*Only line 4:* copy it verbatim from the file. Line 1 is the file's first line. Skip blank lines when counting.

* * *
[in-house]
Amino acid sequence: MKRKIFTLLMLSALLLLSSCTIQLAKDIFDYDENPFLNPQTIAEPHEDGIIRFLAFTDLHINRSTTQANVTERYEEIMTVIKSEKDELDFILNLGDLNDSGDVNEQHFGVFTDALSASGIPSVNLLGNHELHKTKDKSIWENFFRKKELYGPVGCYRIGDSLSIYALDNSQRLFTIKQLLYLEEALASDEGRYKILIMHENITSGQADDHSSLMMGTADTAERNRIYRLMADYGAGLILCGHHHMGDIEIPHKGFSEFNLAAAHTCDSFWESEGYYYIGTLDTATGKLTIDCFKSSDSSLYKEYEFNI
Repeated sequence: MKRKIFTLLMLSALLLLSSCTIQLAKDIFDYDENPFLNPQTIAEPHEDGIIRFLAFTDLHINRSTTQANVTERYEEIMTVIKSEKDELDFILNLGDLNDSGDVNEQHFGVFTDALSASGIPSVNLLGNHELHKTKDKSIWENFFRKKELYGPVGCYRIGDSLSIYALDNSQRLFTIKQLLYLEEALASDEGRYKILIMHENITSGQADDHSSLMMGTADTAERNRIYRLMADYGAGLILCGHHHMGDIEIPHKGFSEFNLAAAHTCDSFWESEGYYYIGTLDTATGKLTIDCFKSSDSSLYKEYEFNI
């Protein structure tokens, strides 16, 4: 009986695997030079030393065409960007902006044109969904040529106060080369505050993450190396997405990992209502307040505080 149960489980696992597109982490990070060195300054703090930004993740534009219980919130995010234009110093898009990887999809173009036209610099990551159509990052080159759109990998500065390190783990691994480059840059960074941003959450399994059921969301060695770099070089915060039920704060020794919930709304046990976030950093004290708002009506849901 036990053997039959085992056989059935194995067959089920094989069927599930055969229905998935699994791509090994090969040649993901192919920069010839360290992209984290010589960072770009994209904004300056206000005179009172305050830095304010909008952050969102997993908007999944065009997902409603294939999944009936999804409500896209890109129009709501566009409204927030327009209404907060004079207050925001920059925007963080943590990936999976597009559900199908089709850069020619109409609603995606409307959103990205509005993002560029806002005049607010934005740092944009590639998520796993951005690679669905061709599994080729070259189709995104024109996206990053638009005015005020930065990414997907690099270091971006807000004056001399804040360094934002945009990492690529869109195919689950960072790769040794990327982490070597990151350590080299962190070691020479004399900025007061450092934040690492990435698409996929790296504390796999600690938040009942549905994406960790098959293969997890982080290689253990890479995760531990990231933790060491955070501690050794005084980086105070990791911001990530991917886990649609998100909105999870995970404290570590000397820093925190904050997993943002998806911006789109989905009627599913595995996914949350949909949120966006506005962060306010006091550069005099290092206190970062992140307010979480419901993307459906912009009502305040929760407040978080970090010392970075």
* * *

């Protein structure tokens, strides 16, 4: 009986695997030079030393065409960007902006044109969904040529106060080369505050993450190396997405990992209502307040505080 149960489980696992597109982490990070060195300054703090930004993740534009219980919130995010234009110093898009990887999809173009036209610099990551159509990052080159759109990998500065390190783990691994480059840059960074941003959450399994059921969301060695770099070089915060039920704060020794919930709304046990976030950093004290708002009506849901 036990053997039959085992056989059935194995067959089920094989069927599930055969229905998935699994791509090994090969040649993901192919920069010839360290992209984290010589960072770009994209904004300056206000005179009172305050830095304010909008952050969102997993908007999944065009997902409603294939999944009936999804409500896209890109129009709501566009409204927030327009209404907060004079207050925001920059925007963080943590990936999976597009559900199908089709850069020619109409609603995606409307959103990205509005993002560029806002005049607010934005740092944009590639998520796993951005690679669905061709599994080729070259189709995104024109996206990053638009005015005020930065990414997907690099270091971006807000004056001399804040360094934002945009990492690529869109195919689950960072790769040794990327982490070597990151350590080299962190070691020479004399900025007061450092934040690492990435698409996929790296504390796999600690938040009942549905994406960790098959293969997890982080290689253990890479995760531990990231933790060491955070501690050794005084980086105070990791911001990530991917886990649609998100909105999870995970404290570590000397820093925190904050997993943002998806911006789109989905009627599913595995996914949350949909949120966006506005962060306010006091550069005099290092206190970062992140307010979480419901993307459906912009009502305040929760407040978080970090010392970075």